In this space, we’re sharing tips and information on things that work for the Maxwell’s Playbook team; however we are not medical professionals. So we always encourage you to check with your doctor for Q&A related to your specific health situation. This is particularly important before starting a fitness routine.
With that being said, here and on the “Fitness Roadmap” podcast we talk about exercise and heart rates. We thought it would be a good idea to share some links that you can refer to and discuss with your doctor or health care professional as part of your fitness journey. Links to sources are included to help you dive in for more details.
Heart Rates and Target Training Zones
To kick this off, we’re sharing this piece from The American Heart Association that dives into what your heart rate should be when working out and how you can keep track of it. Their simple chart will help keep you in the target training zone, whether you want to lose weight or just maximize your workout. Find out what normal resting and maximum heart rates are for your age and how exercise intensity and other factors affect heart rate here.
VO2 Max -What is this and why does it matter?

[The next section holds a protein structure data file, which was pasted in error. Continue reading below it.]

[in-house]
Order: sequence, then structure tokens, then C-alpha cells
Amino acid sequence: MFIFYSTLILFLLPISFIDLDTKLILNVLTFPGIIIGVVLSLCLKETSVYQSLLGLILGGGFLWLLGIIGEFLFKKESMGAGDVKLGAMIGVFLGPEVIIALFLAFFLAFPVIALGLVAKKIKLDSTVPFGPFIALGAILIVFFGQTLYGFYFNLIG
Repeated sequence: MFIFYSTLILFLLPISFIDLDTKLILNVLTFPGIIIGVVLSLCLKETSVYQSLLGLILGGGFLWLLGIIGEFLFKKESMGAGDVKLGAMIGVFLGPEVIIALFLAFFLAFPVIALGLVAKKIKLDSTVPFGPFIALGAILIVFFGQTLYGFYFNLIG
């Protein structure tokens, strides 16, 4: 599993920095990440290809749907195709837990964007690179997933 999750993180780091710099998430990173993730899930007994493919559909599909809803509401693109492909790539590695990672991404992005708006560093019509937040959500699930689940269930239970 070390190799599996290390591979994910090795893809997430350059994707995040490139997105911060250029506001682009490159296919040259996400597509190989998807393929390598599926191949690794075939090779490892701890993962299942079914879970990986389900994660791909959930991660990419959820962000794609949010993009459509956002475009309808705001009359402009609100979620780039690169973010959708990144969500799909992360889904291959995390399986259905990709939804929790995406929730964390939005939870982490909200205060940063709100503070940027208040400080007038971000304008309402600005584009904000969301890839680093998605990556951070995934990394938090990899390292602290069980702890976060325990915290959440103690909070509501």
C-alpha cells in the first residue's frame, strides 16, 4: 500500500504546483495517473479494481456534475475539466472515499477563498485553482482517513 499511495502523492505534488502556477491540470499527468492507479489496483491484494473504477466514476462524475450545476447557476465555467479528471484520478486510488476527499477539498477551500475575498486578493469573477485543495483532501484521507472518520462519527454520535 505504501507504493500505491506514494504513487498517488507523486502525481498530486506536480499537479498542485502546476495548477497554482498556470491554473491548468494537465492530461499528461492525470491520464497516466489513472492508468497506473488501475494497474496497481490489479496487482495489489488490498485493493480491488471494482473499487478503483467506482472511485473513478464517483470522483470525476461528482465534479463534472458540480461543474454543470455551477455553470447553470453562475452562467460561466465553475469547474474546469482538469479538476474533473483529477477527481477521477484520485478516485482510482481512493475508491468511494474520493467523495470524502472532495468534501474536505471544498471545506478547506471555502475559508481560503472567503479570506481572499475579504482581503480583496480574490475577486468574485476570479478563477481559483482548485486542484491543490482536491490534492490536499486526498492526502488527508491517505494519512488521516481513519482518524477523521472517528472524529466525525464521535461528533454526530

I asked myself this question when I heard the term loosely thrown around by people in fitness. The Princeton Longevity Center says that VO2 max is a measure of aerobic fitness that estimates how much oxygen your body consumes when working at a very high level of exercise. It is a great way to assess overall body function and health.
They also say that VO2 max may be a stronger predictor of future cardiac events, such as heart attacks, compared to traditional risk factors, like smoking, high blood pressure, and type 2 diabetes. So, higher levels of aerobic fitness are better! Even after adjusting for other risk factors such as age, family history, and elevations in blood pressure, higher physical fitness levels still help reduce the overall health risks. Interestingly, individuals with obesity who have higher fitness levels have a decreased risk for early death compared to individuals who are average weight but have lower levels of fitness. So, even if you are overweight, being more physically fit can help protect you from increased disease risk in the future.
In addition to the health benefits, how do looking younger and being better and faster appeal to you? This quick read from First Beat shares how increasing your VO2 can help reduce stress and improve performance. Plus, you’ll have an easier time with daily challenges, and it can immunize you from many of the effects of aging.